What I learned watching new citizens at a swearing-in ceremony

Steve Paikin
Published on Feb 22, 2016

For the first time in my life, I have visited the place where cynicism goes to die.

When you've spent more than 30 years in journalism, it's easy to become jaded. You've heard too many empty promises from politicians and too much punditry from people who really don't know what they're talking about.

So when you see something that is truly heartwarming, that doesn't contain an ounce of cynicism, you take note.

Such was the case in Scarborough last week when I watched about 70 newcomers from 24 countries sing O Canada, and proclaim the oath to become new Canadian citizens.

Citizenship judge Albert Wong presided over the ceremony and there couldn't have been a more apt person to do so. Wong, of Chinese ethnicity but originally from Malaysia, came to Canada at age 13. His dad moved the family to Sudbury, where he got a job sweeping floors at Inco. Like so many immigrants' stories, all of his children have achieved great things in their new country.

After graduating from high school, Albert Wong went right into the Canadian military and spent 38 years in the navy. He served for a year in Afghanistan in 2005-06 on Canada's strategic advisory team and saw first-hand how good governance is intimately wrapped up in a country's success or failure.

That's one of the reasons why, after the citizenship swearing-in ceremony is over, Wong stresses the importance of asking the roomful of new citizens to line up courteously if any of them want their pictures taken with him. Of course, they all do.

“Many of these people are from countries where they've never lined up before,” he explains. “It's been survival of the fittest. So this is my chance to show them that in Canada, we don't like queue jumpers. If we don't have that sense of how to govern ourselves, then the strongest man wins every time. And we're not that society.”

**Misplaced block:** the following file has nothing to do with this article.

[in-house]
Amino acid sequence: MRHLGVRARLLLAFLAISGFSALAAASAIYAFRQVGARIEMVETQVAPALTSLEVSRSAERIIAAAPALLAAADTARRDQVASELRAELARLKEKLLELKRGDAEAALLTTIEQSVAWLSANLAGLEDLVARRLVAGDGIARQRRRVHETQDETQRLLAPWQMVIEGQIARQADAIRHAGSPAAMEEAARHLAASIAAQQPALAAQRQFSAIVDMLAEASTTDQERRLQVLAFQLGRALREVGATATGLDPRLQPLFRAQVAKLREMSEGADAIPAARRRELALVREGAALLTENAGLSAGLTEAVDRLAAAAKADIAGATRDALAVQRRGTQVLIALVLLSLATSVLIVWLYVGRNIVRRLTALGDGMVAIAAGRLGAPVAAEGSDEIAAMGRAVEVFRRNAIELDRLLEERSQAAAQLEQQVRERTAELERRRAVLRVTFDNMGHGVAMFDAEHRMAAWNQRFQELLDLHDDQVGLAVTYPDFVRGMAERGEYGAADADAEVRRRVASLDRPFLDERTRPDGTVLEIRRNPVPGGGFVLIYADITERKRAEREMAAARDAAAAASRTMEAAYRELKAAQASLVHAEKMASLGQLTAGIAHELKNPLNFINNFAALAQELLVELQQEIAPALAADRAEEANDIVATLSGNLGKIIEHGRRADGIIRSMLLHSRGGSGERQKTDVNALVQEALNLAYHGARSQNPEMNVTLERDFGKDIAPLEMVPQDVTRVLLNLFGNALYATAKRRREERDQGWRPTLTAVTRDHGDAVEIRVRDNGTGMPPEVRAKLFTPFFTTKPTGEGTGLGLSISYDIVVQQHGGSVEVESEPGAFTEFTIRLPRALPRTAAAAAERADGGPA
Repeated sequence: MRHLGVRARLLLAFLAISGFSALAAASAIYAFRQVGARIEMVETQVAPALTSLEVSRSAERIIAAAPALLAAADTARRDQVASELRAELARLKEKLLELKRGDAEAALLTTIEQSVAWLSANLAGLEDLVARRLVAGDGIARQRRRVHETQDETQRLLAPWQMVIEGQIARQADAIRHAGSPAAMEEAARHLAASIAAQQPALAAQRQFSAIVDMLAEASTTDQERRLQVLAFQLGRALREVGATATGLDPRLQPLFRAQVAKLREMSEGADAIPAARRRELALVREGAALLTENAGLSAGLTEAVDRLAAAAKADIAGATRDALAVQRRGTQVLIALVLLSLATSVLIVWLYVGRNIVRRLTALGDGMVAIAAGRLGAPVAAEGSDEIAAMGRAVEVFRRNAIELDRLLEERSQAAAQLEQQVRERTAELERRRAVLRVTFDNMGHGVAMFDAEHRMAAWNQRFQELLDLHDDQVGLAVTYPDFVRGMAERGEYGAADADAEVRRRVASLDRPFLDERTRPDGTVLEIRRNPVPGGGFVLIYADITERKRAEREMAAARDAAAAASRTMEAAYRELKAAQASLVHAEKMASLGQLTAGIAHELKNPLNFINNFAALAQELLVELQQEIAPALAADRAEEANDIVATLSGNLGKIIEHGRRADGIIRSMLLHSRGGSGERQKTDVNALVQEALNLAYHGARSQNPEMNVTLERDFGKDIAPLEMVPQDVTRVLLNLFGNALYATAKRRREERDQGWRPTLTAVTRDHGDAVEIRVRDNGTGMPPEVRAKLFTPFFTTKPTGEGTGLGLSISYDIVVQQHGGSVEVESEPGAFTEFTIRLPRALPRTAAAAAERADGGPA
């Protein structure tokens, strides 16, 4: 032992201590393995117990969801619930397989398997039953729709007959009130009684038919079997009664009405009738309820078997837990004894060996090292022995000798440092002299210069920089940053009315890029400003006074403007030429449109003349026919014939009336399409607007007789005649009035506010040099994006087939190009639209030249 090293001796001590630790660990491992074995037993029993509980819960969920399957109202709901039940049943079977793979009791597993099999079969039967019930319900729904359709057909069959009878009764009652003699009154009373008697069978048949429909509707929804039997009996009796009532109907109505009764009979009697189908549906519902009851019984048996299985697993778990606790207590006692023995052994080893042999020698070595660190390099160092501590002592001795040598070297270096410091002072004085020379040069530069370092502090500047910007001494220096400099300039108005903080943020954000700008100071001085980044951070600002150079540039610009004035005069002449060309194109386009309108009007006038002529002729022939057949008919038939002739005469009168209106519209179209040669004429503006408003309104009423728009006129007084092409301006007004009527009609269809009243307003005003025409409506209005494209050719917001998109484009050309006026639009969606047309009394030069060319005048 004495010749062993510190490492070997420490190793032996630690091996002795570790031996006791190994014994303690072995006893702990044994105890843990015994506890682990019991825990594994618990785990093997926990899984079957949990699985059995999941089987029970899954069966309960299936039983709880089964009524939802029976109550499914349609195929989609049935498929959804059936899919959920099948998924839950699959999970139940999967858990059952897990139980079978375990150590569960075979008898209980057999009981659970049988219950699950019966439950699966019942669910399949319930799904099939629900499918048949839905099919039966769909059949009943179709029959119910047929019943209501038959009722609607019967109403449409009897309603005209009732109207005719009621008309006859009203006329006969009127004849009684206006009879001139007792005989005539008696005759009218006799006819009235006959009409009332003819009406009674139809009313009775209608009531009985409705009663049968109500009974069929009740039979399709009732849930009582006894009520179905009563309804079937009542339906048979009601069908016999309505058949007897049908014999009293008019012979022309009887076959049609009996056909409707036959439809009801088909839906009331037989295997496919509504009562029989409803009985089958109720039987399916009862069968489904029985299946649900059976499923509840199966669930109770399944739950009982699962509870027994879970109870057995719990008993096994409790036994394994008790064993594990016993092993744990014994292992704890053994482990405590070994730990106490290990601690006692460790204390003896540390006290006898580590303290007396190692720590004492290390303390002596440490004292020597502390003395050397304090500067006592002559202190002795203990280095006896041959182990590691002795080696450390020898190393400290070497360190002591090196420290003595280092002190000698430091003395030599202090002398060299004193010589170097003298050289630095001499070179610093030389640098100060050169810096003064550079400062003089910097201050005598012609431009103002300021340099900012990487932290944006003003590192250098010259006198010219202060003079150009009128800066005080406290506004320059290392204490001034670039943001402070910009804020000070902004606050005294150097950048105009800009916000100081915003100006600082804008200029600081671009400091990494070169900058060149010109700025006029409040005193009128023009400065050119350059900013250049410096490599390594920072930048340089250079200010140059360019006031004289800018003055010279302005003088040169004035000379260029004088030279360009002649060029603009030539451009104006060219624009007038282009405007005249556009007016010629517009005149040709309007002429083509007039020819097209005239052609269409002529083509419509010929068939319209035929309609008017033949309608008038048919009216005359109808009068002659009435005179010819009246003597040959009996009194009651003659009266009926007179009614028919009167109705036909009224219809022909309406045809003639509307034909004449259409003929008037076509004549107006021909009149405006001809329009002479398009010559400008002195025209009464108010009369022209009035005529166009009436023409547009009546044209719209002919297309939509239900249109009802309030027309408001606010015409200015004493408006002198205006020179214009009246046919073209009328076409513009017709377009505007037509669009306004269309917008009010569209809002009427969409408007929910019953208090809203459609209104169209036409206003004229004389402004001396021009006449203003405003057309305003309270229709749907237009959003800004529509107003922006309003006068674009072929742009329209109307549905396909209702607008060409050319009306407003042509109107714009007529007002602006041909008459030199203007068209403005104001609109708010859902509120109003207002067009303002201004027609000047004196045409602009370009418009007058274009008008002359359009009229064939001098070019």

Wong has watched Canada evolve from a country that denied Asians citizenship and the vote after the Second World War, but eventually agreed to it after soldiers of Asian descent who fought for Canada demanded it.

Now, when he swears in Asian families as new Canadian citizens, he makes a point of asking the children what kind of art or music they like.

“I know immigrants will push their kids into math and science,” he says. “I tell them that I'm going to visit their schools and see what kind of art they've done. The parents need to know there's more to being a Canadian than math and science.”

To that end, the Institute for Canadian Citizenship, founded and run by former governor-general Adrienne Clarkson and her husband, John Ralston Saul, offers every new citizen a package that includes one year's free membership to every significant cultural institution in Canada. Wong says the program has proved to be highly successful in getting new Canadians to embrace the country's history and culture.

Naturally, I can't leave Wong's office without asking about the one issue that helped decide the last Canadian election. What does he do when a Muslim woman wants to take the oath while covering her face?

“It does happen, although very infrequently,” he says. “My practice is to say, 'Would you be willing to lower your niqab at the point of saying the oath?' And 90 per cent do.”

For the 10 per cent who won't for religious or cultural reasons, Wong arranges to have the woman taken to a private area where a female officer will hear the oath.

“But then she'll come right back into the main room and we'll all say the oath together,” he says. “That ceremony is important because it brings everyone together. We say the oath collectively. Because you're saying, I'm now one of you.”

To watch these new Canadians sing their new national anthem, to watch them say the oath altogether, then to see the joy in their faces as they have their pictures taken with the man that made their citizenship official, well, let's just say it's emotionally overwhelming.

I'm hoping to keep it together Tuesday, when I'll have the honour of presiding over a citizenship ceremony at the beautiful new Ismaili Centre in Toronto. As an officer of the Order of Canada, apparently, I'm permitted to do such things. They asked, and I thought, having never seen such a ceremony before, why not?

I've never been much of a cynic to begin with. But if you want to see where cynicism goes to die, check out any swearing-in ceremony. I was lucky enough to be born in Canada. But these people chose Canada. And now they're taking the next step and choosing to be Canadian.

It's a beautiful thing. 

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